Print Friendly and PDF
only search openDemocracy.net

Stealing a dream: young migrants living through anti-immigrant times

In the cacophony of opinion surrounding the ‘migrant crisis’ those least heard are young migrants themselves. Les Back and Shamser Sinha have spent ten years listening to those voices in London, which they’ve now collected into the book Migrant City.

Lena Vasiljeva/Flickr. CC (by-nc)

London is a city of migration and this is not only because the person you walk past in the street, or who is standing at the bus stop, has journeyed here from somewhere else. It is much more than both this and the superficial idea that the capital has breached a particular threshold, or measure, of cultural diversity. The language of ‘diversity’ – be it in academic circles or economic city branding or political slogans – renders the experiences we are concerned with in this book into a succession of surface clichés or flat travesties.  Rather, we argue, migrant experiences – if you really listen to them – tell us something defining about the global co-ordinates and historical composition of the city itself. In the biographies of the lives described in this book the traces can be found of the relationship between London and the wider world, historically, economically and politically. We have not only tried to portray London through the eyes and ears of young migrants, we contend that their story – migrant’s stories – are themselves London’s story.

Vlad, who came to Britain from Albania as a child refugee and crossed the channel smuggled underneath a lorry, watched the reporting of the ‘migration crisis’ during the summer of 2015 with dismay. Sitting in a pub in Barking he commented: “I am not very happy with the way the media treats refugees because I can promise you one thing, if all these refugees… if you sent all the foreigners ‘back home’ London would be a graveyard because there are so many refugees and foreigners which keep London moving forward. And when I hear it on the news say ‘oh refugees this and foreigners that’ I think ‘you bloody bastards’. I am sorry to say [it] but that’s how I feel because all these people here have struggled for many years.”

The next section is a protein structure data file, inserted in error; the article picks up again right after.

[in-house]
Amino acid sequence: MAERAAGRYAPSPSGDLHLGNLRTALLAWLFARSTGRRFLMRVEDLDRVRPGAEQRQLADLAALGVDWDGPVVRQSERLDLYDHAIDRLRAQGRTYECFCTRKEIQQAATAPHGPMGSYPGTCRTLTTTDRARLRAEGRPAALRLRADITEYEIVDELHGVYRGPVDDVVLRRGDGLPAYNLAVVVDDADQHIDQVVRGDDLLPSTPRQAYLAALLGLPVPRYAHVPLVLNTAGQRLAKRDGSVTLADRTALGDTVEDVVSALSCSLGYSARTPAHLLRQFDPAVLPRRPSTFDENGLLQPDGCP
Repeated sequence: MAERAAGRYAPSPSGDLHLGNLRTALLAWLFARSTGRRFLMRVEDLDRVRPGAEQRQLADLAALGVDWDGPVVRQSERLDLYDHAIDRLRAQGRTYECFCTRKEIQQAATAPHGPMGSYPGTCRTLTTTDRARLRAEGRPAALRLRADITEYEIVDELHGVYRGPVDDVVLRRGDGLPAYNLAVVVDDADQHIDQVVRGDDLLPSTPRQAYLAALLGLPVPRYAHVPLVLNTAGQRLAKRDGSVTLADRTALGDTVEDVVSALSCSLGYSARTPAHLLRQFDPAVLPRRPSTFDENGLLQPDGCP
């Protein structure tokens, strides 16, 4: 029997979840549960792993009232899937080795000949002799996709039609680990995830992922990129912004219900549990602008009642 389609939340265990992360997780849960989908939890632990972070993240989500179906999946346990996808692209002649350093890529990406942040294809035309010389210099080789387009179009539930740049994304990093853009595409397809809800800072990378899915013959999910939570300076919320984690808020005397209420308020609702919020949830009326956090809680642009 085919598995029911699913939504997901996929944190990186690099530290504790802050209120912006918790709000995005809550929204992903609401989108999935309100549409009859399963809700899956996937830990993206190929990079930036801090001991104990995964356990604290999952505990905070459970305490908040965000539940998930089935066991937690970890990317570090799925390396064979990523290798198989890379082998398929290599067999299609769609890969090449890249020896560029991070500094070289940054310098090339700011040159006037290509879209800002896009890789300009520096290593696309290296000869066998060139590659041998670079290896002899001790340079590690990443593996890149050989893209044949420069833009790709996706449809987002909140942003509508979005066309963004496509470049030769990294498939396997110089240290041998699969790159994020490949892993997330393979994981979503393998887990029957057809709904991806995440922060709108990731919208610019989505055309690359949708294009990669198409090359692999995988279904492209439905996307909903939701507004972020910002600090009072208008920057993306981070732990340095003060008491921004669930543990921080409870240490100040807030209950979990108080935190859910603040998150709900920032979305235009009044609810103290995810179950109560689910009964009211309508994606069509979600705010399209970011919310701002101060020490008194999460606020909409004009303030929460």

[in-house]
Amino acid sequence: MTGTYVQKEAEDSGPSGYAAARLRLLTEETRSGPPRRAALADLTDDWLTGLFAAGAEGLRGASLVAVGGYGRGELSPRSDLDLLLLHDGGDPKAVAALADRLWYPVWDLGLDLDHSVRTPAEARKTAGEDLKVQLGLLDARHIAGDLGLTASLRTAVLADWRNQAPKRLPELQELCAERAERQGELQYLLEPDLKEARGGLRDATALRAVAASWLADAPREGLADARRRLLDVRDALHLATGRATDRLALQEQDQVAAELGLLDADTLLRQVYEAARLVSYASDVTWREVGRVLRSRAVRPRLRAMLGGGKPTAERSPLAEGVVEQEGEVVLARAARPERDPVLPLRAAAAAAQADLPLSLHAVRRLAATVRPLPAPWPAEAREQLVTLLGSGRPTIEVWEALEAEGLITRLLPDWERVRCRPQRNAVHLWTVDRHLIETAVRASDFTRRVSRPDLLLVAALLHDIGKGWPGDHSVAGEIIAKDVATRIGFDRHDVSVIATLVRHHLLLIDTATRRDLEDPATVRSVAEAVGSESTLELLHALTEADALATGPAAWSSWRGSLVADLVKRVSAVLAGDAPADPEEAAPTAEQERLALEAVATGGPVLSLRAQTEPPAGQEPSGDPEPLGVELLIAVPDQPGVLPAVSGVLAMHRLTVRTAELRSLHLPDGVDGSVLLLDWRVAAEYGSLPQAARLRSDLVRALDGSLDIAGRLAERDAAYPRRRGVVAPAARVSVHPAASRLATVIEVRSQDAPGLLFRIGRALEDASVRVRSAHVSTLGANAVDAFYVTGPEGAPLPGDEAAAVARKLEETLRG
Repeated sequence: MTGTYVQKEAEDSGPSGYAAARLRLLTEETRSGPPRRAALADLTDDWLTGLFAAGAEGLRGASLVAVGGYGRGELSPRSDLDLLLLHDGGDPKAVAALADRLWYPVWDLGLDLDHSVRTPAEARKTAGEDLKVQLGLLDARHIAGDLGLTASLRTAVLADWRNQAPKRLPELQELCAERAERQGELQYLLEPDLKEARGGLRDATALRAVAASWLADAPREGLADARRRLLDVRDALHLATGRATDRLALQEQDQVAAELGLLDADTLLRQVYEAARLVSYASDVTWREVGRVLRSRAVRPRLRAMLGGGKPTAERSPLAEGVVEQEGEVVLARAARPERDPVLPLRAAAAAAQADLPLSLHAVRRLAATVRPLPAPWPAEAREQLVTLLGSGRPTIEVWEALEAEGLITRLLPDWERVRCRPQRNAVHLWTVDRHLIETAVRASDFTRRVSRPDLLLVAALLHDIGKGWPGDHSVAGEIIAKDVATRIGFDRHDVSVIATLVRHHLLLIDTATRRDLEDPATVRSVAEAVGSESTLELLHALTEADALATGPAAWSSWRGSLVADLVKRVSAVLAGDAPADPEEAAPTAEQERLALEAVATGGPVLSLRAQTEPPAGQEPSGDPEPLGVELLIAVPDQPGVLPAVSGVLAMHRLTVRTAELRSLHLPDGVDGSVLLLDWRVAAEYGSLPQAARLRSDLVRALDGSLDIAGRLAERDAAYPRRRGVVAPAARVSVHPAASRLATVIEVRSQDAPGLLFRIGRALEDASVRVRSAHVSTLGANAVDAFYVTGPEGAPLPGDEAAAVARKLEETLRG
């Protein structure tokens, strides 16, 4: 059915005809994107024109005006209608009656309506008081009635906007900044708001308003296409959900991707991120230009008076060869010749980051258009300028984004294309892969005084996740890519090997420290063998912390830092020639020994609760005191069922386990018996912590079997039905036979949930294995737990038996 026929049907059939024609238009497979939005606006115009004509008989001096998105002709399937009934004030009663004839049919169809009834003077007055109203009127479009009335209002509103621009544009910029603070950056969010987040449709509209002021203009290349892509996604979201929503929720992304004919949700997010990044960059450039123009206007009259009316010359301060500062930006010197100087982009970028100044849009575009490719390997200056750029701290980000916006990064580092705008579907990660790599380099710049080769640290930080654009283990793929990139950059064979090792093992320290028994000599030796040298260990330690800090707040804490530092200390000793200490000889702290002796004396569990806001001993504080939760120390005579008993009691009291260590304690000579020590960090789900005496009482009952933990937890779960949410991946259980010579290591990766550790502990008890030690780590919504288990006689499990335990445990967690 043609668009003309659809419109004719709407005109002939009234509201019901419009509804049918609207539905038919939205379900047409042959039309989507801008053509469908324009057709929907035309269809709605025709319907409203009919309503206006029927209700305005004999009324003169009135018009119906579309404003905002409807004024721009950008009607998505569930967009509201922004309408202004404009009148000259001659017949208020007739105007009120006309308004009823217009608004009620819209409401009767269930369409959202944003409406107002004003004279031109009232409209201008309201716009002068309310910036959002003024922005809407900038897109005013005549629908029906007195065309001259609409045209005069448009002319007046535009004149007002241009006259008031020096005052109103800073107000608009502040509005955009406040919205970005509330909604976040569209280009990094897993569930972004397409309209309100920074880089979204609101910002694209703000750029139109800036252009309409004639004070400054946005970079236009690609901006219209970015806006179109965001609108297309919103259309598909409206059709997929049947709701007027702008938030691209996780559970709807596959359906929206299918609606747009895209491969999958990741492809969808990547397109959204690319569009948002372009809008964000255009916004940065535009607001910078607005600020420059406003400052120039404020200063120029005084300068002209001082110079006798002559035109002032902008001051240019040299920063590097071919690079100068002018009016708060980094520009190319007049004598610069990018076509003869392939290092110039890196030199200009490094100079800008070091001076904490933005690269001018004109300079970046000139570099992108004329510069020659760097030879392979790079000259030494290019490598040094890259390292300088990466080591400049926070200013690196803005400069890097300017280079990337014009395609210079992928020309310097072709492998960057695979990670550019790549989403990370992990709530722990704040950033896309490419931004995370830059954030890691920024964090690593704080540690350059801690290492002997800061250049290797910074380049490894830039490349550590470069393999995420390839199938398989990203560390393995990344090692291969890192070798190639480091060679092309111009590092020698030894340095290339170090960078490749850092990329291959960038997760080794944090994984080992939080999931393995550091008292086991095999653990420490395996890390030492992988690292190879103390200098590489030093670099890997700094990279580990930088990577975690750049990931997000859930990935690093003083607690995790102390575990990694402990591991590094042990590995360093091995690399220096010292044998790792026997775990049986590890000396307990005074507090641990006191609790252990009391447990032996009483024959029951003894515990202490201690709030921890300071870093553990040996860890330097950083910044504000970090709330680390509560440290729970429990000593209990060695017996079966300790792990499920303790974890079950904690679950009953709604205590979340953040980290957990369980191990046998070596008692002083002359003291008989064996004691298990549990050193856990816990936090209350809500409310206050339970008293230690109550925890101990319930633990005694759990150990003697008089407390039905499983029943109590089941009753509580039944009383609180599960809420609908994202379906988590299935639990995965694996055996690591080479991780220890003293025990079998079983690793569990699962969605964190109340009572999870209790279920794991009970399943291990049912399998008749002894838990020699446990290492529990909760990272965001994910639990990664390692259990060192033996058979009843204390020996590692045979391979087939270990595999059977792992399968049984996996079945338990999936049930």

If you sent all the foreigners ‘back home’ London would be a graveyard.

By contrast the terms of the public debate about immigration are shaped by the self-interested terms of the ‘host society’, where national selfishness shapes its parameters. Hard working ‘ordinary people’ are counter posed with migrants as though migrants are not hard working. This divides the ‘them’ and the ‘us’. The presumption being that our hard work means we are more deserving of for example welfare or NHS care. These notes of national selfishness can be equally true on the Left and Right of the political spectrum; it is particularly evident in the aftermath of the referendum result and the decision to leave the European Union. Across the political spectrum getting the ‘best deal for Britain,’ means limiting migrant privilege in favour of ours.

We argue for a re-scaling of the migration debate, to show that the co-ordinates of the relationship between here and there have shifted. In many respects Vlad’s life shows us the importance of understanding how he moves all the time between different geographical scales, from Barking to Has in Albania and back again. It is also true that the map of London’s migrant city is infinitely connected on a global scale.